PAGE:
Physical Geology lecture outline - Mass Wasting

Lecture outline:


Introduction

Definition of mass wasting: movement of material down slope under the influence of gravity.

Mass wasting comes in a great variety of forms largely dependent on the character of the material moving, and the mechanism(s) of movement.

Colluvium: mass wasting deposits. This material is offten poorly sorted, only crudely bedded (if at all), and can have angular clasts. Clasts are local (from adjacent slopes), because of the relatively short transport distances involved with mass wasting. Colluvium has some similar characteristics to glacial till, but far traveled erratics, striations, and context that characterize glacial material usually allow a distinction to be made.

In this photo, from just outside of Cody Wyoming, colluvium has been deposited on alluvium. The red dashed lines traces the contact between the overlying colluvium and underlying alluvium. The alluvium is composed of well rounded and sorted, dark volcanic clasts from the upstream Absaroka volcanic rocks. Note how the pebbles lean on each other in a pattern known as imbrication. Some larger colluvium blocks of lighter colored limestone that fell into the channel during deposition are preserved in the river alluvium. Above is the angular debris that fell, rolled, slid and flowed from the cliff slopes above and formed colluvium. Note the massive, poorly sorted character of the material and the angular clasts. This colluviumwas probably deposited by a combination of debris flows and rock falls.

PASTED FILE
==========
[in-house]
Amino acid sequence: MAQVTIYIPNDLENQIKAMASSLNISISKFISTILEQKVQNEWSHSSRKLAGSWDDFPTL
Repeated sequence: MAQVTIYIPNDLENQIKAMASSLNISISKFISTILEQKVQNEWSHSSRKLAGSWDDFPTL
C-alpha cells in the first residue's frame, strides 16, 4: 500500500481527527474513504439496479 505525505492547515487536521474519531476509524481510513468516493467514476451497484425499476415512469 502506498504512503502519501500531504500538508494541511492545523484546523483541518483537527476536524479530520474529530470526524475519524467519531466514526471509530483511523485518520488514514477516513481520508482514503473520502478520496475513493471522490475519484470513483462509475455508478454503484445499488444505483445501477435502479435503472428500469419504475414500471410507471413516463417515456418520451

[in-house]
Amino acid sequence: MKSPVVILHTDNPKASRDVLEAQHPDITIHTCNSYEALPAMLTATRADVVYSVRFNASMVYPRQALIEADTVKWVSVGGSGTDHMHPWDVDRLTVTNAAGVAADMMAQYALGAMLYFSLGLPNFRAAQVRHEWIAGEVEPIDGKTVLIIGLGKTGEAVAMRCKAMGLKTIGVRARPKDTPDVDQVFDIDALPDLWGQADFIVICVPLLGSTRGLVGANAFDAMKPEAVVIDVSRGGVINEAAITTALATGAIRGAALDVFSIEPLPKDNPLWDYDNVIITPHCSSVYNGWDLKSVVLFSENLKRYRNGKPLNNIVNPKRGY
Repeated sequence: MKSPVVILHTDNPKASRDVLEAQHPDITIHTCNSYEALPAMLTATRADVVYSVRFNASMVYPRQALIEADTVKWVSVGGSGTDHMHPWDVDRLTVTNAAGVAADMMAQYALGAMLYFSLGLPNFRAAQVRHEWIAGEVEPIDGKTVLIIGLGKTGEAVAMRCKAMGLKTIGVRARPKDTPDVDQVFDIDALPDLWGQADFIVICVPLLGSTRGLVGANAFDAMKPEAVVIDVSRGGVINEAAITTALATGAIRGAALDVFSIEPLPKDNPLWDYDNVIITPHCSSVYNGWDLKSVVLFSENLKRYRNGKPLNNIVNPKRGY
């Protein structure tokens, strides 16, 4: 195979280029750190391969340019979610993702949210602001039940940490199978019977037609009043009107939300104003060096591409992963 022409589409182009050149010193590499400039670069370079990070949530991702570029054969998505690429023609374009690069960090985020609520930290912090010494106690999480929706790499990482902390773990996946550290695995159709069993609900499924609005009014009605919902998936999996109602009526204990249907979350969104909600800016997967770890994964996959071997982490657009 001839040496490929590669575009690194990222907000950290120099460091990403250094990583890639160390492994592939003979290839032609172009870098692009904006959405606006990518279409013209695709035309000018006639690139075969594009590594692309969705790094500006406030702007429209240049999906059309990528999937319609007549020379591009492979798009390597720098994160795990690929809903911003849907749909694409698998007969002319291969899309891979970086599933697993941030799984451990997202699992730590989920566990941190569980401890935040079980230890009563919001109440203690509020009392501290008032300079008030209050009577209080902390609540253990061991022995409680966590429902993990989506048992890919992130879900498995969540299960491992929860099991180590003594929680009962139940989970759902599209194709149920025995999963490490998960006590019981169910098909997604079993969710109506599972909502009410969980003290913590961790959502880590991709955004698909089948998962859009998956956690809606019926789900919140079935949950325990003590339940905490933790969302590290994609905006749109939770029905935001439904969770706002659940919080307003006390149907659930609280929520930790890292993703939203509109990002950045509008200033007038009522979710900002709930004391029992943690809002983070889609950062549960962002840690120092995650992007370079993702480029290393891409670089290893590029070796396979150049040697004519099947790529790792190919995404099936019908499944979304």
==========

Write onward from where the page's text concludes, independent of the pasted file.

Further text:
Talus: loose debris from rock falls and debris flows at the base of mountain slopes.

The adjacent image is of a mountain side in Spitsbergen. There is over 2000 feet of relief here. Note the conical masses of sediment at the base of the cliff. These are talus cones, and they form by a combination of mud flows and rock falls from the overlying cliffs. Each cone originates from an incision into the mountain side known as a chute. If one looks carefully, a distinct channel with levees exists on the middle and largest talus cone. This is a more recent mudflow channel. Scars of older mudflow channels are also evident. While it looks steeper here, the talus slope has around a 30 degree slope.

Looking up a talus slope of pinkish quartzite boulders at Devils State Park in Baraboo, Wisconsin. The cliff above is the source. Note the lichen growing on the talus blocks - this indicates that this talus pile has been stable for a good while, and is not presently significantly that active.

 


Slope stability factors

What are critical factors that influence whether mass wasting occurs or not, whether a slope is stable or not?